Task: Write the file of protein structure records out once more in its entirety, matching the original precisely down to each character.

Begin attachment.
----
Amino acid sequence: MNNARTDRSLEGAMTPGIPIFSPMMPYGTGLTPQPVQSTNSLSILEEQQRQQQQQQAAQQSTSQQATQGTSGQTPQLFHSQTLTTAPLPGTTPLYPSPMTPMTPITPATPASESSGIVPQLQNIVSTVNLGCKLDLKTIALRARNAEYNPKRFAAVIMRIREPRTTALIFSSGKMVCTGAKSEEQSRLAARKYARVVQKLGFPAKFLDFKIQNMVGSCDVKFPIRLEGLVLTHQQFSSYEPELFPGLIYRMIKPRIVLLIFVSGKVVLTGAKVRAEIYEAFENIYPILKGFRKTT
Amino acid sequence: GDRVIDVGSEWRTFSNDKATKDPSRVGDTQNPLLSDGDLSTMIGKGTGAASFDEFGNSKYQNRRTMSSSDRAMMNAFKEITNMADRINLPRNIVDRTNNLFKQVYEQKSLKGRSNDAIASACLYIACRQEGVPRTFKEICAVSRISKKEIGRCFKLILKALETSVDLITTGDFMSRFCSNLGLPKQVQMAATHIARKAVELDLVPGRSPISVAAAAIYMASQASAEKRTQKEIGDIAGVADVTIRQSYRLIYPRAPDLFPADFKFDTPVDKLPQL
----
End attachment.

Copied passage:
Amino acid sequence: MNNARTDRSLEGAMTPGIPIFSPMMPYGTGLTPQPVQSTNSLSILEEQQRQQQQQQAAQQSTSQQATQGTSGQTPQLFHSQTLTTAPLPGTTPLYPSPMTPMTPITPATPASESSGIVPQLQNIVSTVNLGCKLDLKTIALRARNAEYNPKRFAAVIMRIREPRTTALIFSSGKMVCTGAKSEEQSRLAARKYARVVQKLGFPAKFLDFKIQNMVGSCDVKFPIRLEGLVLTHQQFSSYEPELFPGLIYRMIKPRIVLLIFVSGKVVLTGAKVRAEIYEAFENIYPILKGFRKTT
Amino acid sequence: GDRVIDVGSEWRTFSNDKATKDPSRVGDTQNPLLSDGDLSTMIGKGTGAASFDEFGNSKYQNRRTMSSSDRAMMNAFKEITNMADRINLPRNIVDRTNNLFKQVYEQKSLKGRSNDAIASACLYIACRQEGVPRTFKEICAVSRISKKEIGRCFKLILKALETSVDLITTGDFMSRFCSNLGLPKQVQMAATHIARKAVELDLVPGRSPISVAAAAIYMASQASAEKRTQKEIGDIAGVADVTIRQSYRLIYPRAPDLFPADFKFDTPVDKLPQL